new birdy watercolours

This little guy's all fluffed out with his pretty feathers.  He's a Goldfinch and his brightly coloured face make him ideal for a watercolour painting! This one below is a Tufted Titmouse and I like the 'burnt sienna' feathers on his breast: 

Wednesday, 16 February 2011

paintings from the art classes (schilderijen van deelnemers cursussen)

This painting was made by Gina who has been painting with watercolour with us for the past year or so and decided this course to try her hand at acrylic.  For those who are not up to speed with the Dutch Royal family, this is Queen Beatrix, and the likeness is uncanny! Especially those eyes!

Jessica was inspired by a photo in a magasine and wanted to try and capture the colours and atmosphere.  I love the effect. It's a painting to loose yourself in!

Tuesday, 15 February 2011

all you need is love x

Everyone can do with a hug, Valentine's Day or not. A warm embrace to say you care... I made these etchings for the times when you can't be there in person or to remember a precious occassion. I hope you too have a Happy Valentine's Day!

Saturday, 12 February 2011

2 new etchings

Inspired by the beach and the sea, even though it's winter(!), I've just finished and listed 2 new etchings with aquatint. I really enjoy creating an aquatint. I think it gives etchings a great atmosphere.  It is a bit scary though when the plates are in the acid bath, because if it's in there too long the aquatint will be too dark, and if it's too short, the whole process would need to be repeated. But I'm happy with the result!

Saturday, 5 February 2011

I've been blogged about!

I'm feeling very honoured and excited about a blog on Dutch Handmade. It's a story written by the very lovely Nelliana of Studio Snowpuppe about my creative journey and the birth of atelier28.  Nelliana is also a non-practicing architect exploring a more creative life as an artist...and she shares a passion for paper and paper folding! I hope we can meet up some time! Obviously kindred spirits!

how an aquatint is made on an etching

This is an etching that I've already made, and you can see how that was done here. I want to add an aquatint to the plate.  This gives the plate a kind of rastered effect which I think will add some depth to the scene. The plate is first thoroughly cleaned with turpentine and methylated spirit.

The plate is then dusted with resin dust from the pine tree. The plate is very delicate now. Any imperfections in this layer will be seen in the etching. This layer is burnt onto the plate with a heat source placed under the plate. It then looks like this:

After it's cooled, a spirit varnish layer can be applied to the plate where the raster is not wanted. In this case I would like the sky to remain clear.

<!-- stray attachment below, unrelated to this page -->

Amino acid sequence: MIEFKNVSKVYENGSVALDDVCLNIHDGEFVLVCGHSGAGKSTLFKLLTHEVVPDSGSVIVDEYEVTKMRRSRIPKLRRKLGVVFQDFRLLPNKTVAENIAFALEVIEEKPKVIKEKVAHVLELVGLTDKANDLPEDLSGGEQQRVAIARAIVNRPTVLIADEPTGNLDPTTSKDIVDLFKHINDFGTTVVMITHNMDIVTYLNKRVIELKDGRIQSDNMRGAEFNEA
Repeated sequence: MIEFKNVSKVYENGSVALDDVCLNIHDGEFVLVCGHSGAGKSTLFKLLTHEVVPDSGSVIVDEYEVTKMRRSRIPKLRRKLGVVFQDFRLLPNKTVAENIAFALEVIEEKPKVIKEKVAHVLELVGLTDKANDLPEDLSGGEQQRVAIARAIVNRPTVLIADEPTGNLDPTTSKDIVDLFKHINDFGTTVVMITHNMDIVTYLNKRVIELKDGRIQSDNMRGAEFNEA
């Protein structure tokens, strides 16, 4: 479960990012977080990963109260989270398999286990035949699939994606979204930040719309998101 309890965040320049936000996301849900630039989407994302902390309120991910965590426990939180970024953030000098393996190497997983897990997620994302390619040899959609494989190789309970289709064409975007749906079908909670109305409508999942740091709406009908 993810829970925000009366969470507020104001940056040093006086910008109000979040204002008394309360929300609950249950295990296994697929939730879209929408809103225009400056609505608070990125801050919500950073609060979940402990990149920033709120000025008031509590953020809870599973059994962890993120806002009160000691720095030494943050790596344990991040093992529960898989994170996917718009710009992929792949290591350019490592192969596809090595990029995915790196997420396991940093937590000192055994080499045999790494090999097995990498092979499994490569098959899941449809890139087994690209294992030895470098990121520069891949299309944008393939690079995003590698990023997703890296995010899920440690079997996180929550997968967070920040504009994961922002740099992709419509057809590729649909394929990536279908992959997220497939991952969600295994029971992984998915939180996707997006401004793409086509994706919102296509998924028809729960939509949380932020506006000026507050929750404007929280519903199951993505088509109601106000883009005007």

The reverse of the plate is protected in the same way as it was when the etching was made and placed in the acid bath. However this time, the exposure to the acid is much reduced. In this case only 4 minutes. The plate is then washed and the blue layer removed with methylated spirit. This is what the plate now looks like:

The plate is ready to be inked in and pulled through the etching press, again just as it was in the previous section:

This is the result:

I also tried sepia ink, which I think I like more and can be seen already in my etsy shop!

Thursday, 3 February 2011

how an etching is made part 2 (hoe een ets gemaakt wordt deel 2)

In part one I prepared the copper plate with the hard ground. It's now dry and the engraving process can begin. I've made a sketch of roughly what I want to make so I can begin. I often use a magnifying glass. I'm not engraving into the copper, I'm just removing the etching ground where I want the acid to bite into the plate.

The design is completed and the reverse of the plate is covered with a protective layer so that the acid doesn't bite into the back. The plate is carefully placed in the acid bath to prevent air bubbles forming and is propped up on a wooden block so it doesn't just lie flat on the bottom. In this case I left it in the acid for 1 1/2 hours because the bath was quite cold. If it's warmer then the reaction is faster and it can be removed earlier. The plate is thoroughly rinsed under the tap.

Before the etching ground is removed, an etching needle is used to check that the engraving is deep enough in the copper. Then it can be removed with turpentine and this is how it looks:

Now we can print the etching. The whole plate is covered in etching ink, and then the excess is removed leaving the ink in the engraved lines. The plate is 'polished' with newspaper to remove more of the excess ink.

Once this is done the copper is bright and shiny again:

The plate is laid on the etching press on top of a sheet of thin paper to prevent ink soiling the press.  Damp etching paper is laid on top with a final sheet of thin paper to absorb excess water so that the felt doesn't damage.

It's 'pulled' through the press in a steady and continuous movement, and voila! An etching! Every etching is re-inked and pulled through the press, one by one.

It can now be pegged up to dry. The paper will dry quickly but the ink will stay wet for a few days. Would you like to learn how to make etchings?